1
views
0
recommends
+1 Recommend
0 collections
    0
    shares
      • Record: found
      • Abstract: not found
      • Article: not found

      Altered Regulation of Gene and Protein Expression of Hypothalamic-Pituitary-Adrenal Axis Components in an Immature Rat Model of Chronic Stress : Neuroendocrine alterations due to chronic stress in immature rat

      , , , ,

      Journal of Neuroendocrinology

      Wiley

      Read this article at

      ScienceOpenPublisher
      Bookmark
          There is no author summary for this article yet. Authors can add summaries to their articles on ScienceOpen to make them more accessible to a non-specialist audience.

          Related collections

          Most cited references 44

          • Record: found
          • Abstract: found
          • Article: not found

          Persistent elevations of cerebrospinal fluid concentrations of corticotropin-releasing factor in adult nonhuman primates exposed to early-life stressors: implications for the pathophysiology of mood and anxiety disorders.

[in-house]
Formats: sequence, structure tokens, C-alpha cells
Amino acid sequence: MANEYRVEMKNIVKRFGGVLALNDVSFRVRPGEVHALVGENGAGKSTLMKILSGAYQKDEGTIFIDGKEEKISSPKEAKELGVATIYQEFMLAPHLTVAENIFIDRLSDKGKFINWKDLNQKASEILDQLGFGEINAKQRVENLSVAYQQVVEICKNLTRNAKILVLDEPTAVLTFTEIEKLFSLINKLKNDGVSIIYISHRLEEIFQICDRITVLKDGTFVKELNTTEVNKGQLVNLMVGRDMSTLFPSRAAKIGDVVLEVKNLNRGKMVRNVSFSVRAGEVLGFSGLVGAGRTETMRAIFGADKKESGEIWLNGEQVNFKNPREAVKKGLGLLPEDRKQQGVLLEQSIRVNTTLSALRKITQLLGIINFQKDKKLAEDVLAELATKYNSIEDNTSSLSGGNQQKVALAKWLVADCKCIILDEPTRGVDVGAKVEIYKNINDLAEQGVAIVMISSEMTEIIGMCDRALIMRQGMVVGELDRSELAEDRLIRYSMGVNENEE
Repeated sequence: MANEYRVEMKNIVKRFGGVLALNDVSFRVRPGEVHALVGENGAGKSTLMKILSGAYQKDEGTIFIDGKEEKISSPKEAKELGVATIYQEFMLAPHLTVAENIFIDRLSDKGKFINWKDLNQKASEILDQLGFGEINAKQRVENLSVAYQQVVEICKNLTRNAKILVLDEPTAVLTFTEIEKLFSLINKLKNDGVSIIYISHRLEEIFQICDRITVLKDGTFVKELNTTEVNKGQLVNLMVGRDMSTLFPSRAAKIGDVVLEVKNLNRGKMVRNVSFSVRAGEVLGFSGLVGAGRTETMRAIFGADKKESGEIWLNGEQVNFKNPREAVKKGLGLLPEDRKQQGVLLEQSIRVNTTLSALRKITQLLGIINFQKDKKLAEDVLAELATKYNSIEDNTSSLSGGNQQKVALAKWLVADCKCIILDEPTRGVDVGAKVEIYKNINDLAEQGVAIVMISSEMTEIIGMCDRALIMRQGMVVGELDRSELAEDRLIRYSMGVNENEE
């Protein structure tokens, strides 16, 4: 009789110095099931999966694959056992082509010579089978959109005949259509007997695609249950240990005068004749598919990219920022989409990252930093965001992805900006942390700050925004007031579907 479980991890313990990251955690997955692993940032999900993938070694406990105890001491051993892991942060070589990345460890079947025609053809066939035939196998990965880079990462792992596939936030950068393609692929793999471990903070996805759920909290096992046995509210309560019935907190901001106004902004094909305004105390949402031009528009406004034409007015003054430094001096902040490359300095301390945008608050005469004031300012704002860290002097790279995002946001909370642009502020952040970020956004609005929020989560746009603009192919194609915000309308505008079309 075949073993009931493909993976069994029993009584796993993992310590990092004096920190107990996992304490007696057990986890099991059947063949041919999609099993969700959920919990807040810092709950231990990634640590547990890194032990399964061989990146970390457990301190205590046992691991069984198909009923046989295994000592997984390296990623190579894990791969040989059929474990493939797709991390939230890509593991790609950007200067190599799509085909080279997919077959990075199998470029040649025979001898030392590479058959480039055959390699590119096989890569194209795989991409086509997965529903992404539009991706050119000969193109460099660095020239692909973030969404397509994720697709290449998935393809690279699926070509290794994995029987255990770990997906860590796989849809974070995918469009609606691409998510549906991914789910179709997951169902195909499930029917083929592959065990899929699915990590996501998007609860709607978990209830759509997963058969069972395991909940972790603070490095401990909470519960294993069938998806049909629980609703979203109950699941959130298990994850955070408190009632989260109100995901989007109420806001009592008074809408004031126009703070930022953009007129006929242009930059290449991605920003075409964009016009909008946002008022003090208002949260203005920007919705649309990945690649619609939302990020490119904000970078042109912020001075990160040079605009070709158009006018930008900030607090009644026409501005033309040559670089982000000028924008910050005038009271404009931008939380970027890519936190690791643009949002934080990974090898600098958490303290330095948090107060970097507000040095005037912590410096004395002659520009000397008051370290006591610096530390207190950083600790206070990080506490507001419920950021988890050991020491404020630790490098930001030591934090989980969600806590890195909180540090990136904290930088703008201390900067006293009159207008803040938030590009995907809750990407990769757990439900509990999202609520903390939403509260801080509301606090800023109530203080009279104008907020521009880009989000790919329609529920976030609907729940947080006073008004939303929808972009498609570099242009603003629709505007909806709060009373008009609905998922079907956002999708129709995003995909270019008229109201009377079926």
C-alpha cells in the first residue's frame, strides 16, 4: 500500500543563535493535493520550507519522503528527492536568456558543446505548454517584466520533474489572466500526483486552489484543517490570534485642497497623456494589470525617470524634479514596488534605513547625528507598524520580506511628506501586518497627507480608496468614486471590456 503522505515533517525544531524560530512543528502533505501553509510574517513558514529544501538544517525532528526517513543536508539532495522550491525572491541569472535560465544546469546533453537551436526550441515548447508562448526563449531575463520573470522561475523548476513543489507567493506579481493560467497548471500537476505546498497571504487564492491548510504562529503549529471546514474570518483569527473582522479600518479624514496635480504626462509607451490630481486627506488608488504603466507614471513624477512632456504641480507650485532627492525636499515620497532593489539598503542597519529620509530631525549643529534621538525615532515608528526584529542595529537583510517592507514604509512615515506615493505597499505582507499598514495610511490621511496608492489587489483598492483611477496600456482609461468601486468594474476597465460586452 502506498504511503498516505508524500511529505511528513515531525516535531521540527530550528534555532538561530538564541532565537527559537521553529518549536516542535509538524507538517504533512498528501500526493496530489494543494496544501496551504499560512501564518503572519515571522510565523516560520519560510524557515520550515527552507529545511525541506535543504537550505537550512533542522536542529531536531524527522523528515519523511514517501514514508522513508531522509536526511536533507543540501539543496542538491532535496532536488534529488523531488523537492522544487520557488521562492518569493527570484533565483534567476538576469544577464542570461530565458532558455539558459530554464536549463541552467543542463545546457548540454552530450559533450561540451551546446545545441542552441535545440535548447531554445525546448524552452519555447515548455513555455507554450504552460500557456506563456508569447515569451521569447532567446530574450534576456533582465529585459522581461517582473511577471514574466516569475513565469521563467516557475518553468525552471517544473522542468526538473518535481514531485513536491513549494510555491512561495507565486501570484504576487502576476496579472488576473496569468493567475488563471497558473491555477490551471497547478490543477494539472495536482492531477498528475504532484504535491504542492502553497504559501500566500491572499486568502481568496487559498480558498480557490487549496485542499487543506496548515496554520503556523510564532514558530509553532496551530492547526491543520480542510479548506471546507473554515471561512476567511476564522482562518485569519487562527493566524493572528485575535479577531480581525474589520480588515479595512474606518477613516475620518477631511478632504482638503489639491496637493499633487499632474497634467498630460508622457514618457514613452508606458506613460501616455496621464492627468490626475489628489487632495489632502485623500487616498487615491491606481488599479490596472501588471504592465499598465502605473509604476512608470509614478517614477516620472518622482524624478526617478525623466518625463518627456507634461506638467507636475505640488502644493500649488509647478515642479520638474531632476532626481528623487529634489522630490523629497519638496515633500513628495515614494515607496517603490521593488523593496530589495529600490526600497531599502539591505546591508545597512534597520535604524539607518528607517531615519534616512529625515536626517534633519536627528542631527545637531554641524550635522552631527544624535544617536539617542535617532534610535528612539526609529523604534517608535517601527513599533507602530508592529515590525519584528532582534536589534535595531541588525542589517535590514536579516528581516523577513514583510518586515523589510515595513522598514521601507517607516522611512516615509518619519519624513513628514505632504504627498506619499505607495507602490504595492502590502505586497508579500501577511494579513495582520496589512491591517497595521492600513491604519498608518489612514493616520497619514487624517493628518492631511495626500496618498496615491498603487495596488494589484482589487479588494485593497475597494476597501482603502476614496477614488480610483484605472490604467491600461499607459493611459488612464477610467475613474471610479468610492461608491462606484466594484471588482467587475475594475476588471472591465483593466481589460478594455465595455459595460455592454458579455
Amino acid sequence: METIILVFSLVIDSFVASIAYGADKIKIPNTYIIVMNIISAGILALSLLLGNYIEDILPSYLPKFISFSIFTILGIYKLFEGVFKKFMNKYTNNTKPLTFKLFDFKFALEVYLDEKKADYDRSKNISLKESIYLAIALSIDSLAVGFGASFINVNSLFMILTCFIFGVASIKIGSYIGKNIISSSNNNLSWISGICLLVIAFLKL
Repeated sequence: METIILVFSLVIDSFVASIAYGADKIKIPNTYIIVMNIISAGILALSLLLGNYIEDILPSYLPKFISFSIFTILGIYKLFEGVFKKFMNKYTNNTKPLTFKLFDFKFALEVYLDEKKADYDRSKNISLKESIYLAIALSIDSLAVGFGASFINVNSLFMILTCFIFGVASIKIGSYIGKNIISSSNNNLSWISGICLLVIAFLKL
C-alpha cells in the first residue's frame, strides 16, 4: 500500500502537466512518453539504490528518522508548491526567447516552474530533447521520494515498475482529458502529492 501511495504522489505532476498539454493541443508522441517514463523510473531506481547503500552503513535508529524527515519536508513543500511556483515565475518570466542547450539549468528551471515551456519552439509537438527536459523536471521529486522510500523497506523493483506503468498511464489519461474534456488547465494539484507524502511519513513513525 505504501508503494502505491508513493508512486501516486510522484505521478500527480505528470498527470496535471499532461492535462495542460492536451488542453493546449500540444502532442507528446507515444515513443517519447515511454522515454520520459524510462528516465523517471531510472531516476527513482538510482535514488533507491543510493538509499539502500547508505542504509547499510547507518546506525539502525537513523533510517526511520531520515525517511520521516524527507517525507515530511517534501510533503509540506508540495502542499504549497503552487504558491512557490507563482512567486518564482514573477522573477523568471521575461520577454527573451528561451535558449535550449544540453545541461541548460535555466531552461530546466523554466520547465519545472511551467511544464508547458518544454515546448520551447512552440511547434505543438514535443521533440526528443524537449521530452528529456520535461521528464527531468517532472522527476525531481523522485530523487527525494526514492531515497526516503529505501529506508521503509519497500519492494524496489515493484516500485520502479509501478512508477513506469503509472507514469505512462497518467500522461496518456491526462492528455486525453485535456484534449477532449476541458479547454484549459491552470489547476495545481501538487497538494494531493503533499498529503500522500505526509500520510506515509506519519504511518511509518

There is increasing evidence for an important role of adverse early experience on the development of major psychiatric disorders in adulthood. Corticotropin-releasing factor (CRF), an endogenous neuropeptide, is the primary physiological regulator of the mammalian stress response. Grown nonhuman primates who were exposed as infants to adverse early rearing conditions were studied to determine if long-term alterations of CRF neuronal systems had occurred following the early stressor. In comparison to monkeys reared by mothers foraging under predictable conditions, infant monkeys raised by mothers foraging under unpredictable conditions exhibited persistently elevated cerebrospinal fluid (CSF) concentrations of CRF. Because hyperactivity of CRF-releasing neurons has been implicated in the pathophysiology of certain human affective and anxiety disorders, the present finding provides a potential neurobiological mechanism by which early-life stressors may contribute to adult psychopathology.